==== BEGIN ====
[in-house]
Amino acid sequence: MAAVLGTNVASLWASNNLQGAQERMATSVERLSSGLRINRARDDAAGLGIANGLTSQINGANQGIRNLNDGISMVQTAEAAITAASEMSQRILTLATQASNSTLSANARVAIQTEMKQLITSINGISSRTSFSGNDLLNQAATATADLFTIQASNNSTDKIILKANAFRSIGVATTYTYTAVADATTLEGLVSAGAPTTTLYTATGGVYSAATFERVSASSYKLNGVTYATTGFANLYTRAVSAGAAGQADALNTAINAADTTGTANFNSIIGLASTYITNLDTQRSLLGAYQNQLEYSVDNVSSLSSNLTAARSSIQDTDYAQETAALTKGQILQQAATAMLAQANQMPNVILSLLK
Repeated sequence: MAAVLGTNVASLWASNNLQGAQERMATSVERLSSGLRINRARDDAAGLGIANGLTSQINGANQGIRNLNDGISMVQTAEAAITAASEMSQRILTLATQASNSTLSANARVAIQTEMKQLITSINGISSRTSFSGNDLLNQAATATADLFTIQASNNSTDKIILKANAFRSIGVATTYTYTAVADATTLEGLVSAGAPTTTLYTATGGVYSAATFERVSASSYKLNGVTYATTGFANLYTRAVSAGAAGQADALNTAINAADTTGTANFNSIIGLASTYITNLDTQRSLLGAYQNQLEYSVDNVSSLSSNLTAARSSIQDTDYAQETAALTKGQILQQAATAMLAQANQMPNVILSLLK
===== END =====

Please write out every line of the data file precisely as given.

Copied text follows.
[in-house]
Amino acid sequence: MAAVLGTNVASLWASNNLQGAQERMATSVERLSSGLRINRARDDAAGLGIANGLTSQINGANQGIRNLNDGISMVQTAEAAITAASEMSQRILTLATQASNSTLSANARVAIQTEMKQLITSINGISSRTSFSGNDLLNQAATATADLFTIQASNNSTDKIILKANAFRSIGVATTYTYTAVADATTLEGLVSAGAPTTTLYTATGGVYSAATFERVSASSYKLNGVTYATTGFANLYTRAVSAGAAGQADALNTAINAADTTGTANFNSIIGLASTYITNLDTQRSLLGAYQNQLEYSVDNVSSLSSNLTAARSSIQDTDYAQETAALTKGQILQQAATAMLAQANQMPNVILSLLK
Repeated sequence: MAAVLGTNVASLWASNNLQGAQERMATSVERLSSGLRINRARDDAAGLGIANGLTSQINGANQGIRNLNDGISMVQTAEAAITAASEMSQRILTLATQASNSTLSANARVAIQTEMKQLITSINGISSRTSFSGNDLLNQAATATADLFTIQASNNSTDKIILKANAFRSIGVATTYTYTAVADATTLEGLVSAGAPTTTLYTATGGVYSAATFERVSASSYKLNGVTYATTGFANLYTRAVSAGAAGQADALNTAINAADTTGTANFNSIIGLASTYITNLDTQRSLLGAYQNQLEYSVDNVSSLSSNLTAARSSIQDTDYAQETAALTKGQILQQAATAMLAQANQMPNVILSLLK